Look again, though, and you can tell there’s something not quite kosher about the car. Instead of rubber rubbing strips on the bumpers, there’s just black tape, while the ‘Autofarm’ sticker on the rump looks plain cheap (I’m promised that later cars will receive proper embossed badges).
It’s the inside of the car, however, that really gives the game away – it’s pure 3.2 Carrera and, to be frank, rather a disappointment. Well, that’s my first reaction, but I soon change my view on this.
My first reaction on driving the car is one of disappointment, too. I was expecting one of Autofarm’s extreme machines, with a rorty exhaust, a couple of rows of thirsty downdraught carburettors, and rock-hard suspension. What I’m given, though, feels just like a 3.2 Carrera. In other words, rather ordinary by 911 standards.
So as we drive up the M40 to reach the start of our journey-proper, I feel rather bored. Still, I’m being kept on my toes by the single aluminium door mirror which, at motorway speeds, has an annoying habit of dropping down to give me a view of the passing Tarmac. Worse still is the fact that there isn’t a mirror on the passenger door, so I have to pay particular attention when passing slow-moving traffic.
But before long, we come to the end of the M40, where it mates with the M42, and head south down the A3400 towards Stratford on Avon – one of a number of routes you could have taken towards London in pre-motorway days. First stop is at a delightful old country garage in Hockley Heath, a pretty little commuter village. The garage looks as if it hasn’t changed for 50 years and, being sited in such an affluent area, it’s amazing it hasn’t been swallowed up by developers. An old man in a wheelchair is sitting enjoying the sunshine as we draw up outside. A younger chap – we presume his son – comes out in overalls, and isn’t at all fazed when we ask to take photographs. He just wheels his father inside out of the way and leaves us to it, as if classic Porsches draw up on his doorstep every day.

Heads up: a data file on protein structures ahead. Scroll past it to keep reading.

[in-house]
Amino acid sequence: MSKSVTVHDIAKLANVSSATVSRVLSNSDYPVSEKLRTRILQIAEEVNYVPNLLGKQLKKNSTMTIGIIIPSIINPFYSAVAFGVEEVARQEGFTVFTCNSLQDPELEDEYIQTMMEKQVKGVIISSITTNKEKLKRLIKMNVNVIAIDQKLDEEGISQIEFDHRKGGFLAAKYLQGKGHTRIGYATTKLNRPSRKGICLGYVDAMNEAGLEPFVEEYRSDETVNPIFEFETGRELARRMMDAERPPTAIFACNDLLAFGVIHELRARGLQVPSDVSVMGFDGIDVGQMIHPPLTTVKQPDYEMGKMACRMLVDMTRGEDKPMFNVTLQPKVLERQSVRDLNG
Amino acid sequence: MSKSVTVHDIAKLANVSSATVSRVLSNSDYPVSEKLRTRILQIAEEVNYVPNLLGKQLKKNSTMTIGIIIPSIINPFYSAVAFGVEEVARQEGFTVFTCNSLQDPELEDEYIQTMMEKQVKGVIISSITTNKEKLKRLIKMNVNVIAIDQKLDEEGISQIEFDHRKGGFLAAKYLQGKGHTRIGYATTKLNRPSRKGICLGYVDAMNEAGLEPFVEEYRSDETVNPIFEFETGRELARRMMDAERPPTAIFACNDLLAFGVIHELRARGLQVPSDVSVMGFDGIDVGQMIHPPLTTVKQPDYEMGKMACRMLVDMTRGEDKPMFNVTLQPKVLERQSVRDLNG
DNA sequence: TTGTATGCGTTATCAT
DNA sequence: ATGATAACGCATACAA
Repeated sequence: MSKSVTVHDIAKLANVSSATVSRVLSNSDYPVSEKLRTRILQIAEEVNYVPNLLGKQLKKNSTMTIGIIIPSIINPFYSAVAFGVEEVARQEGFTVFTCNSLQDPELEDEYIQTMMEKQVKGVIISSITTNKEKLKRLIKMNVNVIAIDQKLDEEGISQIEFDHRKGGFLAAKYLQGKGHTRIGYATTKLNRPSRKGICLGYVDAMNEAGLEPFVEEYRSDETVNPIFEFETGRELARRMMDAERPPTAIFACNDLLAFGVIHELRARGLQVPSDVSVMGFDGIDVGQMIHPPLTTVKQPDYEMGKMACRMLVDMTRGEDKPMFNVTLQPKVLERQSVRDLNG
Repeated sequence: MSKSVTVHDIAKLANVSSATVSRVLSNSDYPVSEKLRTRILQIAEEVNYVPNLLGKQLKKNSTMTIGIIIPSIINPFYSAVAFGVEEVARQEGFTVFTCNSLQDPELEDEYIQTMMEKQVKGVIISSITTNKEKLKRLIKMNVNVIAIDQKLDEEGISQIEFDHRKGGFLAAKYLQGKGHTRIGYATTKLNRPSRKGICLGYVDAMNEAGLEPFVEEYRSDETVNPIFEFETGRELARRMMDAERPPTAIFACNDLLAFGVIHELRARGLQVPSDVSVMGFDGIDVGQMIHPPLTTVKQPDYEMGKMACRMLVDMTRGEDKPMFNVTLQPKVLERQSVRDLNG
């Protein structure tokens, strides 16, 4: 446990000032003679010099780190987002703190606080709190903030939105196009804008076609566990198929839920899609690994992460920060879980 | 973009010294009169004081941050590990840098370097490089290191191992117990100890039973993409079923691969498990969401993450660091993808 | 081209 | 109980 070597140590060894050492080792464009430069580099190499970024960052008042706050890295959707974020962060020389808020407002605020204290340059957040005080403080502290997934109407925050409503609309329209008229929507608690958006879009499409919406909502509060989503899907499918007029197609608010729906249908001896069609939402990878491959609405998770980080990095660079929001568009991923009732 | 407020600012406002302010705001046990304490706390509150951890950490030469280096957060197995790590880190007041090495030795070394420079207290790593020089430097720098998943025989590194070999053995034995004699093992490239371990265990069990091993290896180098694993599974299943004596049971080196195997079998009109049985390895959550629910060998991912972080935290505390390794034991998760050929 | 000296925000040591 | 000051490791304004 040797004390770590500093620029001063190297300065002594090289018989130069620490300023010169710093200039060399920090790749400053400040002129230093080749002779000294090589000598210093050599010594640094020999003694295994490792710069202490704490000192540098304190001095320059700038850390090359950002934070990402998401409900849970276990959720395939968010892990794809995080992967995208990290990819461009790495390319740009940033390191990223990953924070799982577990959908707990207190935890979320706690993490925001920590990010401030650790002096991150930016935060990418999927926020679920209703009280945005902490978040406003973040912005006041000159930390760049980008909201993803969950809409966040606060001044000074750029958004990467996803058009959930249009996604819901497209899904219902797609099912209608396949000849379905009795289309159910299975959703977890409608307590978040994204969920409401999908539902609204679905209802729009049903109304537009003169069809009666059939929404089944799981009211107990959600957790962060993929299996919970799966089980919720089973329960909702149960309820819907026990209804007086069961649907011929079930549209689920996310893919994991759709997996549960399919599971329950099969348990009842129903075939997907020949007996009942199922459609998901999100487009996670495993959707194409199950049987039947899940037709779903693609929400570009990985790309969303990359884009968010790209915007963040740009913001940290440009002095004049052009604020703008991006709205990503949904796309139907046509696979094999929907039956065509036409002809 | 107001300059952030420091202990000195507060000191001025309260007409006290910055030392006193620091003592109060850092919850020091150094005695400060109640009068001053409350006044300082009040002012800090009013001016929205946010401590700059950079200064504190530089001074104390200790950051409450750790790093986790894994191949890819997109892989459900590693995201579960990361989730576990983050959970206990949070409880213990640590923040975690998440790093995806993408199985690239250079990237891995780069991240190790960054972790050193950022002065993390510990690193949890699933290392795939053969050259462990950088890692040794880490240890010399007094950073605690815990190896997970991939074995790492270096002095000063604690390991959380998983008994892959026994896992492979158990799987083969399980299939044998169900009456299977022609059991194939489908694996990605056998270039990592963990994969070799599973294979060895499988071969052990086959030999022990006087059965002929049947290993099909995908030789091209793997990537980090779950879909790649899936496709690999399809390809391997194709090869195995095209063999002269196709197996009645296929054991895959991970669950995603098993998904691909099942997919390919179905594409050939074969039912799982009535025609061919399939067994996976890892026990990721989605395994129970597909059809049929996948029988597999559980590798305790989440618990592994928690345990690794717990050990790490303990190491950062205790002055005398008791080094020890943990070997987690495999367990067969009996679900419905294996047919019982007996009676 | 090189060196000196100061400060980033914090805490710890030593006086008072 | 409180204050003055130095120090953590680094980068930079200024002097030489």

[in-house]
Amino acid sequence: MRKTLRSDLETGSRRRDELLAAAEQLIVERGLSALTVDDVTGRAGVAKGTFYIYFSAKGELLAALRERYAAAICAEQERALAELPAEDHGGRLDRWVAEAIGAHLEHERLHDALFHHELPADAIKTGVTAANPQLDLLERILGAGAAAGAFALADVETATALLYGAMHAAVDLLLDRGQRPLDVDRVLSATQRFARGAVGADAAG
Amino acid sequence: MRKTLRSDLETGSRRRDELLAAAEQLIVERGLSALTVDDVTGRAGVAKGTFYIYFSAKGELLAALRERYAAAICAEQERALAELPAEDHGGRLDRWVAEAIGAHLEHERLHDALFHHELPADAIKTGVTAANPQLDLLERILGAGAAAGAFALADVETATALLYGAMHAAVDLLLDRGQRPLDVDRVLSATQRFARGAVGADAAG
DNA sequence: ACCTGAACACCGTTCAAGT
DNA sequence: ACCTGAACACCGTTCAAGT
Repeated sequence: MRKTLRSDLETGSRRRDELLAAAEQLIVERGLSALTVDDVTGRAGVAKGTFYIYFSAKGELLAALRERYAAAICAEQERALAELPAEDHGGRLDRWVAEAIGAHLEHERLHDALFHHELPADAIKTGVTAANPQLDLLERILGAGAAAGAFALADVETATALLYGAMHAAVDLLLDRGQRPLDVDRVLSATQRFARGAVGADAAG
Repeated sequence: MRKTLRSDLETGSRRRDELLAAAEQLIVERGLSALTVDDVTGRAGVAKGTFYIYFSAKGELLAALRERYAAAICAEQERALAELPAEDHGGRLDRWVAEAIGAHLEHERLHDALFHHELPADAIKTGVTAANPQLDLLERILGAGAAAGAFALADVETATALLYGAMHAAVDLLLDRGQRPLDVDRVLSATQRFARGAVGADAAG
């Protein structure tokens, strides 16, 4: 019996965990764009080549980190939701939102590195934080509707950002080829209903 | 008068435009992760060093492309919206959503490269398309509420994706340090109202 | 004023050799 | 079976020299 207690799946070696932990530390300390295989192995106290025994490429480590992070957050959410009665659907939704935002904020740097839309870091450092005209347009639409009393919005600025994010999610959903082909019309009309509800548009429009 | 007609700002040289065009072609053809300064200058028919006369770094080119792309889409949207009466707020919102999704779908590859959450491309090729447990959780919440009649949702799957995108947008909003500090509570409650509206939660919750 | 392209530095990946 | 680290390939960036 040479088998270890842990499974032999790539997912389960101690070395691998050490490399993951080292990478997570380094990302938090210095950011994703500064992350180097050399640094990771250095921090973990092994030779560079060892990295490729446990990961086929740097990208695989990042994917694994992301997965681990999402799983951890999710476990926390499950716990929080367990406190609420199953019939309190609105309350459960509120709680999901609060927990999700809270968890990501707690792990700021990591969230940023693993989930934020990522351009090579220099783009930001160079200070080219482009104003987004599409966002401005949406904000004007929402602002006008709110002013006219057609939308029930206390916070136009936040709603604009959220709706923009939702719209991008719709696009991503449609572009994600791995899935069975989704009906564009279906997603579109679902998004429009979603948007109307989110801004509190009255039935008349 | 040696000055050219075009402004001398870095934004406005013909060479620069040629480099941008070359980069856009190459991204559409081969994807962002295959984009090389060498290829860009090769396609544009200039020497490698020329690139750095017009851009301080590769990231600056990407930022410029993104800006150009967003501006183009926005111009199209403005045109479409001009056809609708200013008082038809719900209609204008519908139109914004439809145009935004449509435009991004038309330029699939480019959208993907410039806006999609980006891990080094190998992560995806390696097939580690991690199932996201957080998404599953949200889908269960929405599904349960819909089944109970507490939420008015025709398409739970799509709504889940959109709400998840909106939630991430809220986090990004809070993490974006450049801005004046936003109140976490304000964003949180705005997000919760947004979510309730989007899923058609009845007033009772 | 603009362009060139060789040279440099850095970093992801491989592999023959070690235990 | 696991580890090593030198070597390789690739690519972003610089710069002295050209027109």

Next stop is Stratford, which attracts visitors from all over the world for the simple reason it is the birthplace of William Shakespeare. It’s a pretty town with quaint, wood-framed buildings, and a canal and river running through it. I can’t help but think, however, that many of the foreign tourists must leave feeling somewhat disappointed with the place – it’s plagued by traffic congestion. Of course, much of the traffic can be blamed on said tourists, but all the same it’s not somewhere I’ll be visiting again in a hurry.